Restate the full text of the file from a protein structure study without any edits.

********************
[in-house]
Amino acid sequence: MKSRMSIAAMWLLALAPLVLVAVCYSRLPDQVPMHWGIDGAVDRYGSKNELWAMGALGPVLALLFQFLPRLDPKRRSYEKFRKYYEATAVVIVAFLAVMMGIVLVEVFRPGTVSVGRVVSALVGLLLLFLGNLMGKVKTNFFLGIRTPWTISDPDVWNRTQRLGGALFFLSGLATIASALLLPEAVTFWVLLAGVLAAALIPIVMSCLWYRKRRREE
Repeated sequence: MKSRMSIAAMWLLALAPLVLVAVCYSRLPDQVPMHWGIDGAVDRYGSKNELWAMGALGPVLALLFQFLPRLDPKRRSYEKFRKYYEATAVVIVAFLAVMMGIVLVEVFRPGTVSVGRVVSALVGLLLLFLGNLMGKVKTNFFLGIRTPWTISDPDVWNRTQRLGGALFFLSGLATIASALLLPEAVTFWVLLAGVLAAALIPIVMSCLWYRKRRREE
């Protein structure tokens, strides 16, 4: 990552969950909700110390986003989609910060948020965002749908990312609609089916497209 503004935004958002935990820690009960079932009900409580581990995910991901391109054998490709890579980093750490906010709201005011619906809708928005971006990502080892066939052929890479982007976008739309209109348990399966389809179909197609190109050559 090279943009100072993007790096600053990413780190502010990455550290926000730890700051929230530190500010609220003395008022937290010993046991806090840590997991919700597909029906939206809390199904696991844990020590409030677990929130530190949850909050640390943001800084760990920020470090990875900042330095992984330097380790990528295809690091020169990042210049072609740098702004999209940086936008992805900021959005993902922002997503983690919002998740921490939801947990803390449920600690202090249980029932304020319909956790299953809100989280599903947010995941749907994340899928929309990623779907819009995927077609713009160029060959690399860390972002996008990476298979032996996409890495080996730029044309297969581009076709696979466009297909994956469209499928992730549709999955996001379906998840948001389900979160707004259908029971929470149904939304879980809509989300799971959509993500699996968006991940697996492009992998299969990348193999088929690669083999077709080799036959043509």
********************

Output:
[in-house]
Amino acid sequence: MKSRMSIAAMWLLALAPLVLVAVCYSRLPDQVPMHWGIDGAVDRYGSKNELWAMGALGPVLALLFQFLPRLDPKRRSYEKFRKYYEATAVVIVAFLAVMMGIVLVEVFRPGTVSVGRVVSALVGLLLLFLGNLMGKVKTNFFLGIRTPWTISDPDVWNRTQRLGGALFFLSGLATIASALLLPEAVTFWVLLAGVLAAALIPIVMSCLWYRKRRREE
Repeated sequence: MKSRMSIAAMWLLALAPLVLVAVCYSRLPDQVPMHWGIDGAVDRYGSKNELWAMGALGPVLALLFQFLPRLDPKRRSYEKFRKYYEATAVVIVAFLAVMMGIVLVEVFRPGTVSVGRVVSALVGLLLLFLGNLMGKVKTNFFLGIRTPWTISDPDVWNRTQRLGGALFFLSGLATIASALLLPEAVTFWVLLAGVLAAALIPIVMSCLWYRKRRREE
């Protein structure tokens, strides 16, 4: 990552969950909700110390986003989609910060948020965002749908990312609609089916497209 503004935004958002935990820690009960079932009900409580581990995910991901391109054998490709890579980093750490906010709201005011619906809708928005971006990502080892066939052929890479982007976008739309209109348990399966389809179909197609190109050559 090279943009100072993007790096600053990413780190502010990455550290926000730890700051929230530190500010609220003395008022937290010993046991806090840590997991919700597909029906939206809390199904696991844990020590409030677990929130530190949850909050640390943001800084760990920020470090990875900042330095992984330097380790990528295809690091020169990042210049072609740098702004999209940086936008992805900021959005993902922002997503983690919002998740921490939801947990803390449920600690202090249980029932304020319909956790299953809100989280599903947010995941749907994340899928929309990623779907819009995927077609713009160029060959690399860390972002996008990476298979032996996409890495080996730029044309297969581009076709696979466009297909994956469209499928992730549709999955996001379906998840948001389900979160707004259908029971929470149904939304879980809509989300799971959509993500699996968006991940697996492009992998299969990348193999088929690669083999077709080799036959043509």